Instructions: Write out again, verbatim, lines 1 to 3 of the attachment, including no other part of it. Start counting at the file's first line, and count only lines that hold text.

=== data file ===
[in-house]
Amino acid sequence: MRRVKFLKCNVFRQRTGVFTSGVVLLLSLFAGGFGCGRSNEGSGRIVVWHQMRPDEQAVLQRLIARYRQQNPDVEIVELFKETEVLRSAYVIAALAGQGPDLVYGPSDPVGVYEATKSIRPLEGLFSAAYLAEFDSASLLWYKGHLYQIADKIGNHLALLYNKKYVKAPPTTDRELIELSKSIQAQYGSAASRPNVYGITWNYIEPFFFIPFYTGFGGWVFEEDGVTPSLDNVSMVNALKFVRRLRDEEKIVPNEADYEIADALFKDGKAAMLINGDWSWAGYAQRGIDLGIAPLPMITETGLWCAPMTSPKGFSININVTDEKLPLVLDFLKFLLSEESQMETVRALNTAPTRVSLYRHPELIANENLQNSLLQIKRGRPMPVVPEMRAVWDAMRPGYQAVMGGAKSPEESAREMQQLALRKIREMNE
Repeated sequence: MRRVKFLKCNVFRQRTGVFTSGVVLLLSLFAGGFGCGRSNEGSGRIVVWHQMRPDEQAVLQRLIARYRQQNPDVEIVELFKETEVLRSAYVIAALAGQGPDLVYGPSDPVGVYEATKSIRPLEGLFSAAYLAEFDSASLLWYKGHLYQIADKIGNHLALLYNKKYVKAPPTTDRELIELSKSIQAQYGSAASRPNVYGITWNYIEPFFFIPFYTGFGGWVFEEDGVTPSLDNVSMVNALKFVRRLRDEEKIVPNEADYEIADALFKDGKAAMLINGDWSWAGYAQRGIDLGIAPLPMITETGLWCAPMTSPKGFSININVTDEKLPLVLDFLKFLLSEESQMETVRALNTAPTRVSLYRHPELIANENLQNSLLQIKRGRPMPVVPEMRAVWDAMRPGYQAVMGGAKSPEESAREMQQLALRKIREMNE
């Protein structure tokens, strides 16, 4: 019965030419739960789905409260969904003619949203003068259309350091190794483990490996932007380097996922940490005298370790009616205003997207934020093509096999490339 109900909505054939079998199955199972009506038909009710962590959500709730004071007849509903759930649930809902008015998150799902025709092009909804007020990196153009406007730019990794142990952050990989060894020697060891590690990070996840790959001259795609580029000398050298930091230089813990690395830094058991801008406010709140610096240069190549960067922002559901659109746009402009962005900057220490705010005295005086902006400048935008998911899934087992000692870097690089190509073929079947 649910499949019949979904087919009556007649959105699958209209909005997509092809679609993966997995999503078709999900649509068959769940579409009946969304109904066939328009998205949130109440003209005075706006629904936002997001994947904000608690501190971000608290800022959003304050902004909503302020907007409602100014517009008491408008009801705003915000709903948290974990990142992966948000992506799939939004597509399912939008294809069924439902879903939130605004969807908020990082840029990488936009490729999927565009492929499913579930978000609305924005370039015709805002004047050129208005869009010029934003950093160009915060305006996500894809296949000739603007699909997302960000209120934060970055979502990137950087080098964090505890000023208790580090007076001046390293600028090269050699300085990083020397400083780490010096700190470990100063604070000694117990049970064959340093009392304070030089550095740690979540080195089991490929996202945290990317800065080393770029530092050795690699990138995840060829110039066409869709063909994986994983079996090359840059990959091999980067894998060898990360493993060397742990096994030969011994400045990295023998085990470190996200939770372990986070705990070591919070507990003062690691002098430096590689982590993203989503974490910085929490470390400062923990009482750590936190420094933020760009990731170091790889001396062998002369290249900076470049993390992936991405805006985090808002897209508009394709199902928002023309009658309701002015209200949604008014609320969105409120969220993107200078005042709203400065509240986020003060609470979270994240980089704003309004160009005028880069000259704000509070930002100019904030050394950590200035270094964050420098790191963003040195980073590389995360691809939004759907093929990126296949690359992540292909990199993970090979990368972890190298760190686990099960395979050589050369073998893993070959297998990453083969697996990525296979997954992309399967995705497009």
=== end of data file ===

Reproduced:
[in-house]
Amino acid sequence: MRRVKFLKCNVFRQRTGVFTSGVVLLLSLFAGGFGCGRSNEGSGRIVVWHQMRPDEQAVLQRLIARYRQQNPDVEIVELFKETEVLRSAYVIAALAGQGPDLVYGPSDPVGVYEATKSIRPLEGLFSAAYLAEFDSASLLWYKGHLYQIADKIGNHLALLYNKKYVKAPPTTDRELIELSKSIQAQYGSAASRPNVYGITWNYIEPFFFIPFYTGFGGWVFEEDGVTPSLDNVSMVNALKFVRRLRDEEKIVPNEADYEIADALFKDGKAAMLINGDWSWAGYAQRGIDLGIAPLPMITETGLWCAPMTSPKGFSININVTDEKLPLVLDFLKFLLSEESQMETVRALNTAPTRVSLYRHPELIANENLQNSLLQIKRGRPMPVVPEMRAVWDAMRPGYQAVMGGAKSPEESAREMQQLALRKIREMNE
Repeated sequence: MRRVKFLKCNVFRQRTGVFTSGVVLLLSLFAGGFGCGRSNEGSGRIVVWHQMRPDEQAVLQRLIARYRQQNPDVEIVELFKETEVLRSAYVIAALAGQGPDLVYGPSDPVGVYEATKSIRPLEGLFSAAYLAEFDSASLLWYKGHLYQIADKIGNHLALLYNKKYVKAPPTTDRELIELSKSIQAQYGSAASRPNVYGITWNYIEPFFFIPFYTGFGGWVFEEDGVTPSLDNVSMVNALKFVRRLRDEEKIVPNEADYEIADALFKDGKAAMLINGDWSWAGYAQRGIDLGIAPLPMITETGLWCAPMTSPKGFSININVTDEKLPLVLDFLKFLLSEESQMETVRALNTAPTRVSLYRHPELIANENLQNSLLQIKRGRPMPVVPEMRAVWDAMRPGYQAVMGGAKSPEESAREMQQLALRKIREMNE